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Should apes have rights?

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Should apes have rights?

In 2008, Spain became the first country to commit to the Great Apes Project, an initiative from scientists and philosophers who believe that the great apes – gorillas, chimpanzees and orangutans – should be granted basic rights. But what would extending rights to apes actually mean? Does extending the concept of human rights to great apes make any sense from a moral philosophical point of view? Are rights, like the capacity to make moral judgements about whether or not to protect other species, something only humans can appreciate? An absorbing Battle of Ideas debate.

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Related topics: Debates, Science & Progress

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Goh said:

To be a ‘speciest’, as those who believe in the moral superiority of human beings over other animals are dubbed (I count myself among them) is NOT the same as being racist or sexist. It is grossly inaccurate to liken the speciest defence of humanity to the scientific racism that debased black people in the colonial period. In fact, I would argue that the ethicists and animal rights activists are closer to that because they place human beings in a continuum with other animals as did the scientific view of race back in the day!

Anthony said:

I agree with Helene Guldberg that species loss is part of nature but I would go further and argue there are species we seriously need to wipe out such as mosquitoes.

Sue J said:

Can you apply ethics to animals?

Getit said:

Helene Guldberg says hers is a minority view but I don’t think the majority of people seriously want animals to have rights they just don’t want them to suffer. I don’t see there is this drive to cause animals pain for the sake of it even in experiments.

Benji said:

The main problem in this debate seems to me to be how estranged the ethicists and behavioural psychologists from thei special historical quality of being human in a 21st century human society. They seem on the face of it to be trying to find reasons to give more rights, or moral standing to animals but the real effect of what they are arguing is to downgrade humans vis a vis animals by saying things like all species feel pain etc. I believe it is humane to spare animals unnecessary pain, even as we kill and then eat them. Try asking a hungry polar bear to be humane.

sciencewobbles said:

I think pain is an issue for apes and other species but lets not get carried away factory farming gives quite a lot of animals endless food shelter and in most cases humane care – thats more than a lot of our fellow ciitzens enjoy accross the globe.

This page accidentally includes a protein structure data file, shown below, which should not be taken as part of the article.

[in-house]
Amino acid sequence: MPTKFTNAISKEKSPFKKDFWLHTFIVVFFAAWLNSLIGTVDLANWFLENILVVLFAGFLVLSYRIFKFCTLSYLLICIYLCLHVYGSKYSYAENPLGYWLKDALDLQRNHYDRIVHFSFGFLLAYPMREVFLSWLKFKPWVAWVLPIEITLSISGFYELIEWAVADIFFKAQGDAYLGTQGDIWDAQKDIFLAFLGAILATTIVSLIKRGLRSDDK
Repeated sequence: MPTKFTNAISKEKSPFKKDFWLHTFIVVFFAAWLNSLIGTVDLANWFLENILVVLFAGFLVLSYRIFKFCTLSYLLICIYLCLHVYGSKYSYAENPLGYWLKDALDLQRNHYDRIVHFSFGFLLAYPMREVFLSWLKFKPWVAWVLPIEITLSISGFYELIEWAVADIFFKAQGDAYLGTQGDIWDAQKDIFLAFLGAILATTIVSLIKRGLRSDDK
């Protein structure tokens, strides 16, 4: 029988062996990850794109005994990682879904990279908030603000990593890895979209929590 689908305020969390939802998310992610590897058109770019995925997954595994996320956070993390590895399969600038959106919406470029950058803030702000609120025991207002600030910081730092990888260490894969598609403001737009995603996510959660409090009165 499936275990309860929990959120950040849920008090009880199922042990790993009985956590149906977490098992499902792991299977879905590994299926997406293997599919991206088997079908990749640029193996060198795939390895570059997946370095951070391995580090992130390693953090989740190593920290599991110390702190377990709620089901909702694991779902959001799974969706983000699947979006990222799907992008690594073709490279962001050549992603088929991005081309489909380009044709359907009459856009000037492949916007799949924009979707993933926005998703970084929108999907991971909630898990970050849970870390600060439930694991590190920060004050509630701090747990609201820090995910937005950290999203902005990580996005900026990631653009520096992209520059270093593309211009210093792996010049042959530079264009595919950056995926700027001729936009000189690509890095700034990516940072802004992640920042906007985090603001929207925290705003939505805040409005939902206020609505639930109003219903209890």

Fran said:

Hate the way the ‘painism’ and the RSPCA guy refer to womens rights, rights of black people in the same breath as apes – that is shocking – they really don’t get the point which is well made in the programme on why human beings are different. They really do degrade what it means to be human. If that’s ‘apeist’ so be it.

Roab said:

When I think of rights for different causes, e.g. the right of women to vote, the right for gay men to openly express their sexuality without fear of legal reprimand, this is something that is fought for, so in effect most rights are gained by fighting for it!

When Jeremy Taylor discusses the similarity of the DNA of man and chimpanzee at 98.5%, I agree that this figure proves nothing as to how similar we are. The issue is genotype and phenotype. A chick and a human share about 98% DNA sequence/genetic code, but clearly they couldn’t be more different! In terms of phenotype it is things like appearance, size weight, form (physical attributes) that show the real variety, because the genes in a DNA sequence code for different things, so let’s say hypothetically the chick and human have an identical code of G-A-T-C-C, while this phenotypically codes for protein in the beak of a chick, for a human this sequence can code for nails and hair (keratin).

My main issue or source of contention with Dr Guldberg however is the way she claims that since the beginning of time, 99.9% of animal species have become extinct. How does she know that? That is far too general a point to make.

I’m still convinced that animals have sense of some sort, they aren’t ‘dumb’ they do perceive, they demonstrate behaviour traits as Dr Ryder says like rescue, cooperation etc.

A great Battle of Ideas discussion overall, very lively and engaging.